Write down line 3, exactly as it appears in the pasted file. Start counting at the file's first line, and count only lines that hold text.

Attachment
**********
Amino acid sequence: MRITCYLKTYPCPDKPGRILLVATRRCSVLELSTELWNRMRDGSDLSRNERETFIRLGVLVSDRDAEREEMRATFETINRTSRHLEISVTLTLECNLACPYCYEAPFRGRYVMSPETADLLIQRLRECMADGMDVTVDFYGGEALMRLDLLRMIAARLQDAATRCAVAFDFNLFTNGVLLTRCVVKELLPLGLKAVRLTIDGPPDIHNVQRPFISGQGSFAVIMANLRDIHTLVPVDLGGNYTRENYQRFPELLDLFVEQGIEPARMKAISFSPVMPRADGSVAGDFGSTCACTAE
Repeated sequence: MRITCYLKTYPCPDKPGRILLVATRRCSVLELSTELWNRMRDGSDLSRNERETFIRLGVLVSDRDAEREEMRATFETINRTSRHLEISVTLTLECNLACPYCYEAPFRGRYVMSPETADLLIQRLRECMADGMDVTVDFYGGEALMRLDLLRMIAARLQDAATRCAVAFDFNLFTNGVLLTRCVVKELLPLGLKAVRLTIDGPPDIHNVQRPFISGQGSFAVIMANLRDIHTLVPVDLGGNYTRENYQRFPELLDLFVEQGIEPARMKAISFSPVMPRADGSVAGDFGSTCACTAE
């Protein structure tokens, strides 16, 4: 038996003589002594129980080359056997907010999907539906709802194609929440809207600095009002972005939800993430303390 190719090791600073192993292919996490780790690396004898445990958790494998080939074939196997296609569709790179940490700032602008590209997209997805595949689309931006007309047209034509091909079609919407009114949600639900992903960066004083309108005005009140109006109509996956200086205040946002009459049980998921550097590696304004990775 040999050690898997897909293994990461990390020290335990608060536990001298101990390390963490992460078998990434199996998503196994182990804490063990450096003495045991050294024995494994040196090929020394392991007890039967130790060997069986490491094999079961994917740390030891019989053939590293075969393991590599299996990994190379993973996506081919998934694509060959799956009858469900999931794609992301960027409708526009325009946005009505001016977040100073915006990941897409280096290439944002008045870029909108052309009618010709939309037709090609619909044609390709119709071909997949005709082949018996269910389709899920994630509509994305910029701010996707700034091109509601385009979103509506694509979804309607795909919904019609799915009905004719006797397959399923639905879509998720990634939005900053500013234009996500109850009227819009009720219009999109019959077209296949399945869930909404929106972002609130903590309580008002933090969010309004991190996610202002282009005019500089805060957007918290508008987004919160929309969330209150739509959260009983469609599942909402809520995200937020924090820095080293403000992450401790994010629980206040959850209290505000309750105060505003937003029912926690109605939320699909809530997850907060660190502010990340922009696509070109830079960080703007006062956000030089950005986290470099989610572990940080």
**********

């Protein structure tokens, strides 16, 4: 038996003589002594129980080359056997907010999907539906709802194609929440809207600095009002972005939800993430303390 190719090791600073192993292919996490780790690396004898445990958790494998080939074939196997296609569709790179940490700032602008590209997209997805595949689309931006007309047209034509091909079609919407009114949600639900992903960066004083309108005005009140109006109509996956200086205040946002009459049980998921550097590696304004990775 040999050690898997897909293994990461990390020290335990608060536990001298101990390390963490992460078998990434199996998503196994182990804490063990450096003495045991050294024995494994040196090929020394392991007890039967130790060997069986490491094999079961994917740390030891019989053939590293075969393991590599299996990994190379993973996506081919998934694509060959799956009858469900999931794609992301960027409708526009325009946005009505001016977040100073915006990941897409280096290439944002008045870029909108052309009618010709939309037709090609619909044609390709119709071909997949005709082949018996269910389709899920994630509509994305910029701010996707700034091109509601385009979103509506694509979804309607795909919904019609799915009905004719006797397959399923639905879509998720990634939005900053500013234009996500109850009227819009009720219009999109019959077209296949399945869930909404929106972002609130903590309580008002933090969010309004991190996610202002282009005019500089805060957007918290508008987004919160929309969330209150739509959260009983469609599942909402809520995200937020924090820095080293403000992450401790994010629980206040959850209290505000309750105060505003937003029912926690109605939320699909809530997850907060660190502010990340922009696509070109830079960080703007006062956000030089950005986290470099989610572990940080």